02 – February 1970
Water can sometimes get into the wrong place in buildings as a gas, an invisible gas that can move through many building materials that may be impervious to water as a liquid. Water vapour is one of the several gases that make up the air around us, and a certain amount of it is necessary for life and comfort. We are often only aware of its presence in the air, when it changes back to liquid as condensation on windows, walls and ceilings. This can cause bad problems, but at least you can see it. Sometimes, however, the gas can turn back to water within a wall or roof where we can’t see it.
Water vapour can be carried into the building construction by two mechanisms, diffusion and air leakage. Diffusion refers to the flow of water vapour through materials as a result of a vapour pressure difference across the material. Any air vapour mixture at a particular temperature and humidity will have a particular pressure and the pressure will increase as the mixture is heated and decrease as it is cooled. Since there will usually be a difference in temperature and humidity between the two sides of a building construction or building material, there will also be a difference in air and vapour pressure.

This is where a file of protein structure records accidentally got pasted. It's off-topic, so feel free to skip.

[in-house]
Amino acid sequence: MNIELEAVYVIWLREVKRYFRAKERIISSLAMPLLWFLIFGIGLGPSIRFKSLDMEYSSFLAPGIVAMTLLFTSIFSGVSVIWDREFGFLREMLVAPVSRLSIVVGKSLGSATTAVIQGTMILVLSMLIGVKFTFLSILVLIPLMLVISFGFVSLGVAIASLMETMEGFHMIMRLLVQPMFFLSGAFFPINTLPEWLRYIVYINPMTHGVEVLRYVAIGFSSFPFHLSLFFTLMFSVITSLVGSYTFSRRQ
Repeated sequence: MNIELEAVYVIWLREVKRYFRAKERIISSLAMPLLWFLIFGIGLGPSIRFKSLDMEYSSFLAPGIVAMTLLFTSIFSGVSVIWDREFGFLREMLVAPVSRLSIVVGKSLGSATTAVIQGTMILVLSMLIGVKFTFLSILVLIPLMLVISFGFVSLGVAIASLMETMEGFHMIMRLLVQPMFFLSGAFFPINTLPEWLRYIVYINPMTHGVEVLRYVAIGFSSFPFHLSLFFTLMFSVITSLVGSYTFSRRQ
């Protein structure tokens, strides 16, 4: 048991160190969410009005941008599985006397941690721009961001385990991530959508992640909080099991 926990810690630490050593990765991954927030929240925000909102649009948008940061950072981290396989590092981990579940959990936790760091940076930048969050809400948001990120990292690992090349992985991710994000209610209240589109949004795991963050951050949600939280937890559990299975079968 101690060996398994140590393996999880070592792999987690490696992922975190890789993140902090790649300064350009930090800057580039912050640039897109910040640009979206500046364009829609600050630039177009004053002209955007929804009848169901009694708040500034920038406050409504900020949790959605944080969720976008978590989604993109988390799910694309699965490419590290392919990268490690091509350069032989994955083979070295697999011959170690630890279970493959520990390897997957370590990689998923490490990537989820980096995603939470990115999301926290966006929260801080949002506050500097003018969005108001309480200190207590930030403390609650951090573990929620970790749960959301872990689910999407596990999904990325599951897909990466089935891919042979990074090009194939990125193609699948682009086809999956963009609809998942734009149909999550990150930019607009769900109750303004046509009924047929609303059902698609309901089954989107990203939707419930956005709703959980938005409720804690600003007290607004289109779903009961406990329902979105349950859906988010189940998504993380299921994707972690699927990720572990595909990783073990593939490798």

Air leakage is the uncontrolled movement of air through walls and roofs, both into the building (infiltration) and out of it (exfiltration) as a result of air pressure differences. These air pressure differences can be produced by wind, chimney effect, and the operation of mechanical ventilating systems. There can also be an interchange of the air from the building with the spaces that may exist within walls and roofs.